Islamabad: Pakistan is studying the verdict on the 2007 Samjhauta train blast case by an Indian court and the acquittal of all the four accused and weighing its options, Foreign Minister Shah Mehmood Qureshi has said. But India said there was a complete lack of understanding on the Pakistani side about how India’s independent judiciary functions. Due process was followed in the case and the court has given the verdict based on materials available to it, External Affairs Ministry Spokesperson Raveesh Kumar said in New Delhi.
The Samjhauta Express is a bi-weekly train that runs between Delhi and Attari in India and Lahore in Pakistan. The blast on the train took place near Panipat in Haryana on February 18, 2007, when it was on its way to Attari in Amritsar, the last station on the Indian side. The blast killed 68 people. Pakistan says 44 of its nationals lost their lives. The blast ripped apart two coaches of the train. The train service was launched in July 1976 after the signing of the historic Shimla Agreement between the two countries.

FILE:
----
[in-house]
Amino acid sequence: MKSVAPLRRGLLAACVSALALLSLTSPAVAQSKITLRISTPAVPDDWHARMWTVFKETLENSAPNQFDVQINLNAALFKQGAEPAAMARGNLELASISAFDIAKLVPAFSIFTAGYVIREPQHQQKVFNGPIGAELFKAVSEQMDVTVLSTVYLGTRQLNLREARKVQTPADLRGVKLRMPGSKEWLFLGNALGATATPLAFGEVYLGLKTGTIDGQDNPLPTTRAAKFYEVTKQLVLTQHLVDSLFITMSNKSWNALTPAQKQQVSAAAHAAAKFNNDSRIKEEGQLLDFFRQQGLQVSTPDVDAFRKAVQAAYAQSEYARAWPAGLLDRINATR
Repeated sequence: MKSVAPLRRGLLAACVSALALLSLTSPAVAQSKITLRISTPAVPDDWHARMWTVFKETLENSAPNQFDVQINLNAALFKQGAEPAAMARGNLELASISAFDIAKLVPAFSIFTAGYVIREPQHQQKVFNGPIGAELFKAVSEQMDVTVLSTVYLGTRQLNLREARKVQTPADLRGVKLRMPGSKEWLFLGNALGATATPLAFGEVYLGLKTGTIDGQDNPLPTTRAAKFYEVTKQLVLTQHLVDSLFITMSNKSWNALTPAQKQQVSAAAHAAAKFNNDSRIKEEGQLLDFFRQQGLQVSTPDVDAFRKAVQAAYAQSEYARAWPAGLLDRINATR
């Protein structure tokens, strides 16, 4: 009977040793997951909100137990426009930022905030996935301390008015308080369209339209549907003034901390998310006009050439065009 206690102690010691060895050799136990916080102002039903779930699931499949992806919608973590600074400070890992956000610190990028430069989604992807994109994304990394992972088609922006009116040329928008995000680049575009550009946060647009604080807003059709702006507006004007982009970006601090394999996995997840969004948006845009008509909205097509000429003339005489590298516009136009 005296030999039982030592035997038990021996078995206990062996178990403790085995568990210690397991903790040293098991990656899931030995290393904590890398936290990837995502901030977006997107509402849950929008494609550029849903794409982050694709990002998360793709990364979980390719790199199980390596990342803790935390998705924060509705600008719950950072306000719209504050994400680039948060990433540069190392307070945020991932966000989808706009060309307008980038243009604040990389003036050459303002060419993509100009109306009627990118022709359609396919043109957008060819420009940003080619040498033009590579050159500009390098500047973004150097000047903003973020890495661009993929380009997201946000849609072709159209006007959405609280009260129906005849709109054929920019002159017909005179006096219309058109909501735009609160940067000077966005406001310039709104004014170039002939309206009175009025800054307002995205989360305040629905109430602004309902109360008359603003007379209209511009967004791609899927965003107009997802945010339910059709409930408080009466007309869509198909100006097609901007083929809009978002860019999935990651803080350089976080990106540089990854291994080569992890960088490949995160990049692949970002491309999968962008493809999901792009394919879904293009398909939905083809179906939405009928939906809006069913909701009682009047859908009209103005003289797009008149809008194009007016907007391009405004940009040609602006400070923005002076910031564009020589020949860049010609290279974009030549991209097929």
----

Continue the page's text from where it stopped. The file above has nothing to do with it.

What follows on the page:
A special court in Panchkula in Haryana acquitted the main accused Swami Aseemanand and three others in the case on Wednesday. Before giving the verdict, the judge dismissed the plea filed by a Pakistani woman for examining some eyewitnesses from her country. “The decision by India’s National Investigation Court has shaken the people. The four accused were acquitted after 11 years, including Swami Aseemanand, who had already confessed his crime,” Qureshi said.
“Pakistan strongly protested on this development and gave a demarche to India,” he told the media in Islamabad on Thursday on his return from an official visit to China. He said Pakistan was studying the Samjhuta train verdict and weighing its options. Pakistan Foreign Office summoned the Indian High Commissioner in Islamabad on March 20 to protest against the verdict. But India has rejected protests by Pakistan.